Strange Chemistry, a YA imprint from Angry Robot Books, posted an interesting question on their Twitter feed yesterday morning: “So… Do you think that New Adult is a fad? Or do you think it’s here to stay? Can you envisage getting bored of it?” It was meant to encourage debate and boy did it ever…in my head.
I’ve heard people slam NA, mostly on Twitter. In fact, a prominent agent said he thought NA was oversexed YA and wouldn’t even read the queries for authors identifying their work as NA. To that I say — wha????
New Adult is an age category, in the same way YA is an age category. It is not a genre. It is not oversexed YA. It is not erotica. It’s just a category meant to identify those books whose protagonists are older than teens and a few months shy of their mid-twenties. And why shouldn’t there be an age category for this group? Does anyone not remember what it was like to be 19 years old and trying to navigate college? Or having just graduated from said college and trying to be an adult in an office when you just got done eating dinner off a plastic tray for the last four years? A 22-year-old world is far different from my 34-year-old one. Why shouldn’t there be a category for readers to reflect this equally exciting and petrifying time in one’s life?
Some people take issue with making NA its own category, preferring to lump these books in with adult fiction. Some people take issue with the misnomer term, ‘New Adult.’ My friend, Jill Ratzan, who I refer to as ‘My YA Expert on Retainer’ says YA should really be called Teen Fiction and NA should be Young Adult. After all, you’re technically not an adult until your 18, so a 19-year-old would be a ‘young adult.’ While, I agree that terminology makes more sense, the current nomenclature is probably here to stay.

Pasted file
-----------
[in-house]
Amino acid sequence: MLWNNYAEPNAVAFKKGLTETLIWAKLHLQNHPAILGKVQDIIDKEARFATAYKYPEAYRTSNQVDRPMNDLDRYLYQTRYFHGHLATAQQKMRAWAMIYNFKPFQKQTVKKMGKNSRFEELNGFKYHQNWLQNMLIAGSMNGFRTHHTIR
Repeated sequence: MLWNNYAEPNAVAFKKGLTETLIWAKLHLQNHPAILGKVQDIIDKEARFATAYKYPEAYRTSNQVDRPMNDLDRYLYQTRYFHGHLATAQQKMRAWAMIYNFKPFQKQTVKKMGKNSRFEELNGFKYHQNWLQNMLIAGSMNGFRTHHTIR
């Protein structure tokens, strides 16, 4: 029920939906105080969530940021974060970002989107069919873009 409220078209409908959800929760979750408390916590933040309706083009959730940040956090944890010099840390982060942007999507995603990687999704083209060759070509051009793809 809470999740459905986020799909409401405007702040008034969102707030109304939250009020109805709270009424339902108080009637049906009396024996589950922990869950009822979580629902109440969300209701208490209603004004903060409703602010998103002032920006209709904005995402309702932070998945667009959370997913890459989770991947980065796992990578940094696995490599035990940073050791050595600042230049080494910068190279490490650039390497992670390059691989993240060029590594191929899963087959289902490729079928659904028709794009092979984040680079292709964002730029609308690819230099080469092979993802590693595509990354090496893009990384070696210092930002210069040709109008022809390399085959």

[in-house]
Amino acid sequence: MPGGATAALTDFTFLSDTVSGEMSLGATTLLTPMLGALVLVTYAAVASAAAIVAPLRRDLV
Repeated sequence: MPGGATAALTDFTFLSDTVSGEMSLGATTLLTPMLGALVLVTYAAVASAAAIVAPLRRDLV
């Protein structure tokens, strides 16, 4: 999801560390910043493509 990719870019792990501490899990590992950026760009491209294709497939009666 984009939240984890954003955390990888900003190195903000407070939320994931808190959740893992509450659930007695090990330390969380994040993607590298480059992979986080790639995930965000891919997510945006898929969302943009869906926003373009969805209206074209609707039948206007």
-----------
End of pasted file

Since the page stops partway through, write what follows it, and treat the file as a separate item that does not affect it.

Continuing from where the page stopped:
As for NA being a fad; it’s no more a fad than being 23 years old. Unless people are going to magically skip from 18 to 25, there needs to be literature that speaks to those demographics. So why can’t it be named, targeted and marketed? Why shouldn’t authors who write for that demographic label their books as such so readers can find them easily? Why does it have to be a thing? A controversy?
As for the ridiculous assertion that NA is erotic YA, all I can say is this: students in college have sex — probably more sex than anyone my age so of course it will be noted in the literature. If it wasn’t in there, then critics would complain it didn’t reflect reality. In addition, sex in YA literature is considered a weighty issue, something that can’t be, or shouldn’t be, glossed over. Consequences, emotions and maturity have to be explored. Whereas in NA, sex is treated as just something people do. Sure, there are consequences and emotions but it’s part of the discussion of a healthy, normal sex life. Often characters in NA literature are trying to navigate the awkward waters of casual sex or sexual exploration with a partner. Think Lena Dunham’s character on Girls.
Now, I don’t write NA, but I do write YA. And the idea that YA could ever be considered a fad or temporary seems ridiculous. Most authors would agree. So perhaps for that reason, I feel this need to defend NA for what it is — an age category reflective of its readers — and what it isn’t — a marketing scheme with a shelf life.